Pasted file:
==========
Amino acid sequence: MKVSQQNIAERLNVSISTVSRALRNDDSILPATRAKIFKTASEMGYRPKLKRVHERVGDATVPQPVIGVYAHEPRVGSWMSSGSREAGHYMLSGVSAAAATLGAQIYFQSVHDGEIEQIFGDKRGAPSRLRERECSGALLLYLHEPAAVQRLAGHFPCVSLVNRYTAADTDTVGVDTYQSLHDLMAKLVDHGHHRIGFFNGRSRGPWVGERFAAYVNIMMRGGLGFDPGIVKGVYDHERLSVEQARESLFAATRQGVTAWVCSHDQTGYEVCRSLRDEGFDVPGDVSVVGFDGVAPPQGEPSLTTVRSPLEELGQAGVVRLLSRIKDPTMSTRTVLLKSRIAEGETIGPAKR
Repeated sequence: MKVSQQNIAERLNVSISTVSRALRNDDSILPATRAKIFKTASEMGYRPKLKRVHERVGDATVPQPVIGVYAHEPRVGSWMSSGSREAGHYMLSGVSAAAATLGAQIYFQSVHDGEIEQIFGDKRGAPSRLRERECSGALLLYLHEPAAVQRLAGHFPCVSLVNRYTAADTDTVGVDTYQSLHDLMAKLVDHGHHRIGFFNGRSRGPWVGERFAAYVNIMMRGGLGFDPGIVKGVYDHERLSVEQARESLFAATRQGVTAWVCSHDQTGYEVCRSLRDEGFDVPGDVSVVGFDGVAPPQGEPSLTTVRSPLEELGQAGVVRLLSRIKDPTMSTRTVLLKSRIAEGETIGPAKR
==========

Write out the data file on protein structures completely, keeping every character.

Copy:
Amino acid sequence: MKVSQQNIAERLNVSISTVSRALRNDDSILPATRAKIFKTASEMGYRPKLKRVHERVGDATVPQPVIGVYAHEPRVGSWMSSGSREAGHYMLSGVSAAAATLGAQIYFQSVHDGEIEQIFGDKRGAPSRLRERECSGALLLYLHEPAAVQRLAGHFPCVSLVNRYTAADTDTVGVDTYQSLHDLMAKLVDHGHHRIGFFNGRSRGPWVGERFAAYVNIMMRGGLGFDPGIVKGVYDHERLSVEQARESLFAATRQGVTAWVCSHDQTGYEVCRSLRDEGFDVPGDVSVVGFDGVAPPQGEPSLTTVRSPLEELGQAGVVRLLSRIKDPTMSTRTVLLKSRIAEGETIGPAKR
Repeated sequence: MKVSQQNIAERLNVSISTVSRALRNDDSILPATRAKIFKTASEMGYRPKLKRVHERVGDATVPQPVIGVYAHEPRVGSWMSSGSREAGHYMLSGVSAAAATLGAQIYFQSVHDGEIEQIFGDKRGAPSRLRERECSGALLLYLHEPAAVQRLAGHFPCVSLVNRYTAADTDTVGVDTYQSLHDLMAKLVDHGHHRIGFFNGRSRGPWVGERFAAYVNIMMRGGLGFDPGIVKGVYDHERLSVEQARESLFAATRQGVTAWVCSHDQTGYEVCRSLRDEGFDVPGDVSVVGFDGVAPPQGEPSLTTVRSPLEELGQAGVVRLLSRIKDPTMSTRTVLLKSRIAEGETIGPAKR